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Shamir Says Senator’s Proposal on Aid ‘augurs Ill for Israel,’

January 19, 1990
See Original Daily Bulletin From This Date

Prime Minister Yitzhak Shamir said Thursday that Sen. Robert Dole’s proposal to cut U.S. foreign aid to Israel and four other countries to provide assistance to emerging democracies in Eastern Europe “augurs ill for Israel.”

He expressed hope that “the administration and the Congress will not adopt such proposals.”

Shamir’s remarks in an Israel Radio interview were his first public comment on the controversial proposal by the Senate minority leader. Dole, a Republican from Kansas, floated the idea in an article Tuesday on the op-ed page of The New York Times.

Dole suggested more U.S. aid should be made available to the emerging democracies in Eastern Europe and Panama by cutting 5 percent from the amounts earmarked for the five largest recipients of U.S. aid, including Israel and Egypt.

Israel gets $3 billion a year in the form of military and economic assistance grants from the United States; Egypt receives $2.3 billion.

“The proposal augurs ill for Israel, especially when we find ourselves in the very midst of a great human endeavor — the absorption of large numbers of Jews coming to us from Eastern Europe, the same Eastern Europe which the proponent of that proposal is so exercised about,” Shamir said.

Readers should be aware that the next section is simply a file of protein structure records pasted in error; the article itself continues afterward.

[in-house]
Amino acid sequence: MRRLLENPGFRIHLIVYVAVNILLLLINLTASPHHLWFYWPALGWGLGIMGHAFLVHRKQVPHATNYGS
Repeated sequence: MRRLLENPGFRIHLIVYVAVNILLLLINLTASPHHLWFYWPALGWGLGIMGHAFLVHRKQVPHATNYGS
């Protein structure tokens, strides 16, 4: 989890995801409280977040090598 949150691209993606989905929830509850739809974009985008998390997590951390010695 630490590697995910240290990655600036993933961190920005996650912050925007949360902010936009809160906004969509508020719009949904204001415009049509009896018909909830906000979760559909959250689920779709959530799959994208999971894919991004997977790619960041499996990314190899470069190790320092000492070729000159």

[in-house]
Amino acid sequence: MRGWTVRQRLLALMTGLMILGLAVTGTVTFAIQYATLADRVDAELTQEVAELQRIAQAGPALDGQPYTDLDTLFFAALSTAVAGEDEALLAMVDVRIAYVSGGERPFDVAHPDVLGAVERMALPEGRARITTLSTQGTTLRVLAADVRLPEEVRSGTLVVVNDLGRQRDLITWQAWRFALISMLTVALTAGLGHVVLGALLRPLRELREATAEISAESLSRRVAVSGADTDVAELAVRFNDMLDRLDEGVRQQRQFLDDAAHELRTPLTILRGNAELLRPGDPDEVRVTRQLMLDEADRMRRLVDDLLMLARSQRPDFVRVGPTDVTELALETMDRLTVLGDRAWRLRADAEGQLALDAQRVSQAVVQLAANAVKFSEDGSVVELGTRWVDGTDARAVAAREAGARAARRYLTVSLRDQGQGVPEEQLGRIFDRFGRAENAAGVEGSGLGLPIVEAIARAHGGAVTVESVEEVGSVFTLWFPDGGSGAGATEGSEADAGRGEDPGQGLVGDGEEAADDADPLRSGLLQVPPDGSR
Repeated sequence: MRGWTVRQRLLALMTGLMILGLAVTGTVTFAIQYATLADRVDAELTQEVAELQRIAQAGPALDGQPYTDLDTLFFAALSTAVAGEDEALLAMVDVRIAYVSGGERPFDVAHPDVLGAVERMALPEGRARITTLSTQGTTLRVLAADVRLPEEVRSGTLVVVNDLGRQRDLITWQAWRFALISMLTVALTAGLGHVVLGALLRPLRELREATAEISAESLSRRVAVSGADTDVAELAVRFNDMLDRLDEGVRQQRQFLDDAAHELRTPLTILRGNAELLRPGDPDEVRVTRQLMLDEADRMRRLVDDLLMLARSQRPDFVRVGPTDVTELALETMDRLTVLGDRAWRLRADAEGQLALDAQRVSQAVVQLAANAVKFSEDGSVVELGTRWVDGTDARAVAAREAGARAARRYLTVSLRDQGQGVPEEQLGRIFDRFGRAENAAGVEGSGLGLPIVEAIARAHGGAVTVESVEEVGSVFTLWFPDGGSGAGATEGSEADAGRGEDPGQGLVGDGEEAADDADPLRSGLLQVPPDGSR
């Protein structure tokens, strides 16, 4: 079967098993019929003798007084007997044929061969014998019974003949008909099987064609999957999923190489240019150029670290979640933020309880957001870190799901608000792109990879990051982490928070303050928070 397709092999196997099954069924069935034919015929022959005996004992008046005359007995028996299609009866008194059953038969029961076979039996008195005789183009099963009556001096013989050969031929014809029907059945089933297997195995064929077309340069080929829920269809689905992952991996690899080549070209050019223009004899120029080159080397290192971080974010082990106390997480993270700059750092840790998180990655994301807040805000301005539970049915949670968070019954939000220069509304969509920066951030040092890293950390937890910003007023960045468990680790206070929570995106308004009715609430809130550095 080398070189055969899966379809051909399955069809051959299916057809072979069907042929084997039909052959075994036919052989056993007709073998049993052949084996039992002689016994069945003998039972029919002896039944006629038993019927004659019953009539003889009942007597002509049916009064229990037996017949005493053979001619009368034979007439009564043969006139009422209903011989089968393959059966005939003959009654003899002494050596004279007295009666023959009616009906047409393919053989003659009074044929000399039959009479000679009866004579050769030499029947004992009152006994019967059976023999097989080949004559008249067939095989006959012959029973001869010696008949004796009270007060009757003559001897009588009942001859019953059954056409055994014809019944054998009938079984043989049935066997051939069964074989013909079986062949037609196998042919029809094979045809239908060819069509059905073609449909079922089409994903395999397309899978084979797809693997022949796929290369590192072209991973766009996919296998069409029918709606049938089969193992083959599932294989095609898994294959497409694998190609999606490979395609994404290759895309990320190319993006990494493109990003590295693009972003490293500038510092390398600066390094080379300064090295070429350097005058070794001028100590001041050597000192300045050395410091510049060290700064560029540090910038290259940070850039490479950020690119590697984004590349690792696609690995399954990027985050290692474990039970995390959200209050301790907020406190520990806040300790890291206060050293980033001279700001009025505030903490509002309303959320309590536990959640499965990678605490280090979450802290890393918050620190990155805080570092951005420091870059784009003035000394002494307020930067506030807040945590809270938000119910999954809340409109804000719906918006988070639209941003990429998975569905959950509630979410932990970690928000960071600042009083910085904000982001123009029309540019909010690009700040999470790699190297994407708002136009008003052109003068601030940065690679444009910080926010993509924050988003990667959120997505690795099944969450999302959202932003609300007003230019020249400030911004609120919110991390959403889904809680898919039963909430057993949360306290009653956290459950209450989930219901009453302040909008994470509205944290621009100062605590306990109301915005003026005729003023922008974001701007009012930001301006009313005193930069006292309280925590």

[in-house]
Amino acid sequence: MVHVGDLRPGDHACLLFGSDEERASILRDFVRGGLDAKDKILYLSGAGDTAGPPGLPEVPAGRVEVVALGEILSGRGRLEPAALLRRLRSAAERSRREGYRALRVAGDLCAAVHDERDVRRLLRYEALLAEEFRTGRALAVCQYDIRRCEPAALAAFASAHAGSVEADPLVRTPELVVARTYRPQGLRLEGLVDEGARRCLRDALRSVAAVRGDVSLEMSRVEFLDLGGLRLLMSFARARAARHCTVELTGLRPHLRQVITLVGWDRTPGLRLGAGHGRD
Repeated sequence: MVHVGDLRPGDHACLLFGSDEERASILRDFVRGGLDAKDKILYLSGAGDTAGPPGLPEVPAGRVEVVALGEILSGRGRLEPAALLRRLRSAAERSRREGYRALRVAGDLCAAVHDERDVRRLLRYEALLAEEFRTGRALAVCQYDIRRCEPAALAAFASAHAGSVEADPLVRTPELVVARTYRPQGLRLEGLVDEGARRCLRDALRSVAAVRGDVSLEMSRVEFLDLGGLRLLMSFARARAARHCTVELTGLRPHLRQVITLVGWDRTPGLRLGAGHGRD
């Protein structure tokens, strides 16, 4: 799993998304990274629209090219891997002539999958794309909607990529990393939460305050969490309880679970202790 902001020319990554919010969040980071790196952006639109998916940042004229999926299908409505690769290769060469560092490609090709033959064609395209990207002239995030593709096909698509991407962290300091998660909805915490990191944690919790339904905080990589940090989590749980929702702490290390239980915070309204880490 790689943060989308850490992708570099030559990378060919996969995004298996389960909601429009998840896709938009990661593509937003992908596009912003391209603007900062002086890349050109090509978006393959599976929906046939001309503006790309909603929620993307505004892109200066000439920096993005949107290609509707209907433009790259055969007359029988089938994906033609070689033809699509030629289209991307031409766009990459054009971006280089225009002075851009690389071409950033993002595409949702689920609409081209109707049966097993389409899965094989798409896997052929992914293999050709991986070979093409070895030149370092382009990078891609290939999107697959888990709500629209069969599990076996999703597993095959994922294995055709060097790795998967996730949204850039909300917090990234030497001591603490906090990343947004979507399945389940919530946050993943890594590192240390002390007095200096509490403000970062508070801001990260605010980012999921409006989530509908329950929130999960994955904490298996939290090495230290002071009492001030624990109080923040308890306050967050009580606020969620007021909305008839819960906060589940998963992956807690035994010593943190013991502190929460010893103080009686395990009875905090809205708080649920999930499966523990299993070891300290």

He dismissed the idea that Dole’s proposal was a “gentle hint to him” to be more flexible with respect to the peace process and talks with the Palestinians. “I don’t think that’s the intention,” Shamir said.


The prime minister also referred to the strong reaction abroad to his comments last Sunday night linking the influx of Soviet Jewish immigrants to Israel’s need to retain the administered territories.

He said the reaction in the United States was exaggerated and he would try to explain Israel’s position to Sen. Daniel Patrick Moynihan (D-N.Y.), who is visiting Israel.

Moynihan, who criticized the juxtaposition of immigration and the territories, was to meet with Shamir late Thursday.

Shamir said he would tell the senator his criticism was grounded in an “incorrect apprehension of our position and what we say.”

The prime minister stressed, however, that his Likud party’s position is that “Eretz Yisrael” should not be redivided in a peace settlement.

“The country is very small, and no partition of it can solve problems. Partition would only create problems,” Shamir said. He added that his position is well known to everyone.

As for the Arabs, he said, they “oppose any immigration, regardless of my comments. For them, the immigration of Jews is a disaster, losing their war.”

Shamir indicated he was not concerned by the lack of movement in the peace process, for which he blamed the Arabs. He said there is no deadline for peace.

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